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New Zealand Road Code Test

Information for pedestrians

Information for pedestrians

As a pedestrian, it's important that you follow the road rules and guidelines shown below. They will help ensure your safety when you're walking near roads or crossing the road.

General pedestrian guidelines

  • Footpaths provide a safe place for you to walk. Where a footpath is provided, use it.
  • Where there is no footpath:
    • walk on the side of the road facing oncoming traffic (except on curves, where it is best to walk on the outside edge of the curve)
    • if possible, walk off the road, or as close as possible to the edge of the road
    • at night, wear light-coloured or reflective clothing, or carry a torch to help you be seen.
  • Be careful when crossing driveways, particularly when your visibility is restricted by buildings or fences. Remember, if a driver is coming out of their driveway, their vision will be restricted and they may not see you.
  • Cross the road only when it is safe to do so. Always check all nearby roads for vehicles before you cross and quickly walk straight across the road.
  • Remember, it takes time for a vehicle to stop. Be sensible and wait for a gap in the traffic before crossing the road.
  • When crossing the road at an intersection, remember to check behind and in front for turning vehicles.
  • When crossing the road at night, cross near a street light if you can.
  • If you need to cross the road when you get off a bus, wait until the bus has moved away before checking for moving vehicles.
  • If you have to cross the road between parked vehicles, move out as far as the headlight of a parked car nearest the traffic, then check for moving vehicles and wait for a gap before crossing the road.
  • Young children should hold an older person's hand.

Pedestrian crossings

If you are within 20 metres of a pedestrian crossing or traffic signals, you must use the crossing, footbridge, underpass or pedestrian traffic signals to cross the road.

Don't dawdle on a pedestrian crossing.

Don't step out suddenly onto a pedestrian crossing if any vehicles are so close to the crossing that they cannot stop.

Courtesy crossings

Courtesy crossings are not official pedestrian crossings. They provide a place where drivers can stop safely to allow pedestrians to cross.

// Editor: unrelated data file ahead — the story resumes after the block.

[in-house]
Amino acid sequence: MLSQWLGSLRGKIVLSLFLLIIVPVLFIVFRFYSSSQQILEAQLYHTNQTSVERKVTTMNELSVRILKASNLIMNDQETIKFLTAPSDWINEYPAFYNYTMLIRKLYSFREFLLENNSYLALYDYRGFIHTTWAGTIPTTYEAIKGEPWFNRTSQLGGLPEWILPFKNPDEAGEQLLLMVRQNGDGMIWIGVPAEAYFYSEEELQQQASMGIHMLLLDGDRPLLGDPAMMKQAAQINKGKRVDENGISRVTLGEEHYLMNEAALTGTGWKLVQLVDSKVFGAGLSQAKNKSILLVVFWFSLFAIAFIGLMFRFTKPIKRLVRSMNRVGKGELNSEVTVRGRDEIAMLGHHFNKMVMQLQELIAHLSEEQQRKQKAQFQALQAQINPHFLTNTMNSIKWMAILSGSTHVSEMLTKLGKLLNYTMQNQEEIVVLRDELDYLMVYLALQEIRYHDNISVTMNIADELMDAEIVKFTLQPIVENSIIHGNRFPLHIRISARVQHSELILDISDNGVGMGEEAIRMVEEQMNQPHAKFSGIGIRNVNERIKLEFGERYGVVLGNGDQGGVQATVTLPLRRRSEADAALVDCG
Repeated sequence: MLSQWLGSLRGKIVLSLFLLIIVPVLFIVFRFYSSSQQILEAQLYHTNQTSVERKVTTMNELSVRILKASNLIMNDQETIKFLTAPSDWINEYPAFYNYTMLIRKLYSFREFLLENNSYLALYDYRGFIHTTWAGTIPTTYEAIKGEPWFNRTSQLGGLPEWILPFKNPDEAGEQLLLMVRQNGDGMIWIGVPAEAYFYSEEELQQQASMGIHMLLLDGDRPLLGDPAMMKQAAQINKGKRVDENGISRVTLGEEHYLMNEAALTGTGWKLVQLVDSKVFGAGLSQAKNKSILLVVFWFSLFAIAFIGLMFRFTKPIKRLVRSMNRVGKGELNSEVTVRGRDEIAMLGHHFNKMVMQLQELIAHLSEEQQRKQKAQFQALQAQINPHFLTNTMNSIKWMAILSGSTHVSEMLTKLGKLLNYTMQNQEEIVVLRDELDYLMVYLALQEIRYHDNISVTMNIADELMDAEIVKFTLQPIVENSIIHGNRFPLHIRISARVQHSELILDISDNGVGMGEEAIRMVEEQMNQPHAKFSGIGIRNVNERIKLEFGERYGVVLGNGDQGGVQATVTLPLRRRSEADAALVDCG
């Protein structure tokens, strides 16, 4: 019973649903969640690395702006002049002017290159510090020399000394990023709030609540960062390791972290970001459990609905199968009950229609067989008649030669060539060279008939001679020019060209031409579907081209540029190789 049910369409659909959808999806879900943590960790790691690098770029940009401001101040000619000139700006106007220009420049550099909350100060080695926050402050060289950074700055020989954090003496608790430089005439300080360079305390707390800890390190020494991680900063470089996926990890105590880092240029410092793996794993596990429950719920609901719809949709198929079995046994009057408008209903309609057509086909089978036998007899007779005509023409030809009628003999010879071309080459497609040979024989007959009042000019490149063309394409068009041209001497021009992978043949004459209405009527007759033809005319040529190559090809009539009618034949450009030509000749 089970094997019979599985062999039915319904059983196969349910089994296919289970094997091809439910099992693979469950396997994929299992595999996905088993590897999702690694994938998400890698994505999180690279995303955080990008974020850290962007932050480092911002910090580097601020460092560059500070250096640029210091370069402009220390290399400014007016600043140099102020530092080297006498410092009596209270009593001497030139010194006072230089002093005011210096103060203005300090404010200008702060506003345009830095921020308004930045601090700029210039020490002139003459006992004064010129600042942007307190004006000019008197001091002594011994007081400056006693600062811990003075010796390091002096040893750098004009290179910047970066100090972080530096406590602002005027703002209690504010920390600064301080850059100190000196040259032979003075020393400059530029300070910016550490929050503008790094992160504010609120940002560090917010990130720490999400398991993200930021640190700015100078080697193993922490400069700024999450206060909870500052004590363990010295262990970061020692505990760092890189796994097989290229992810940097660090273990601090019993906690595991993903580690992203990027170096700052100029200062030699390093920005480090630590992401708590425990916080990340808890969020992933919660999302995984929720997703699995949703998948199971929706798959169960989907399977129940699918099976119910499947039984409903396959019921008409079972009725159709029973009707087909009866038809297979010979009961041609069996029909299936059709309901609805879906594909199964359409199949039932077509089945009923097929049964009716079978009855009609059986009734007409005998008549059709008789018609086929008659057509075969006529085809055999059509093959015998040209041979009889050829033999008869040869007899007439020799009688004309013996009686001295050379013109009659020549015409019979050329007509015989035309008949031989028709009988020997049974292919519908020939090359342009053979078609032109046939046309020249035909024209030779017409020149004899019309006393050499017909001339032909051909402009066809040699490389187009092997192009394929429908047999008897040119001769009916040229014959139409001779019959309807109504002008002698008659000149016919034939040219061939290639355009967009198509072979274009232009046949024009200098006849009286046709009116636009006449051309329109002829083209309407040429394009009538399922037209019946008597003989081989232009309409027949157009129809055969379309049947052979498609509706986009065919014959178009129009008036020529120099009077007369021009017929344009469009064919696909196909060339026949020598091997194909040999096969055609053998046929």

However, drivers are not obliged to stop at courtesy crossings, so use them with care.

Picture of a courtesy crossing

Courtesy crossing

Pedestrian traffic signals

At many intersections and busy roads, there are special traffic signals for pedestrians.

When a non-flashing red figure is displayed, you must not cross the road.

Picture of a pedestrian traffic signal indicating that you should not cross the road

Don't cross

When a green figure is displayed, pedestrians may cross the road. A buzzer may also sound to let you know that you can cross.

Picture of a pedestrian traffic signal indicating that you may cross the road

Walk quickly across

When a flashing red figure is displayed, you must not start crossing the road, but you can finish crossing if you have already started.

Picture of a pedestrian traffic signal indicating that you should not start crossing the road, but you may finish crossing

Don't start crossing, but you may finish crossing


  • It can be hard for drivers to see you when you are running. Wear bright clothes and reflective belts or bands.
  • Obey the road rules for pedestrians.
  • Be very careful at intersections.

Tips for parents

  • Teach your children to be safe on the roads and footpaths. Show them where it is safe to walk and how to cross the road safely.
  • Show your children the safest way to school, the shops, the playground or other places they go regularly.
  • If your children are five years old or under, walk with them to school or pre-school.

Remember to watch for children when reversing into or out of driveways and garages.


Skateboards, rollerblades and scooters should not be used on roads. They should only be used on private property or places set aside specifically for their use.

Most councils have rules that limit their use in carparks, footpaths and other pedestrian areas. If you are unsure what these rules are, check with your local council.



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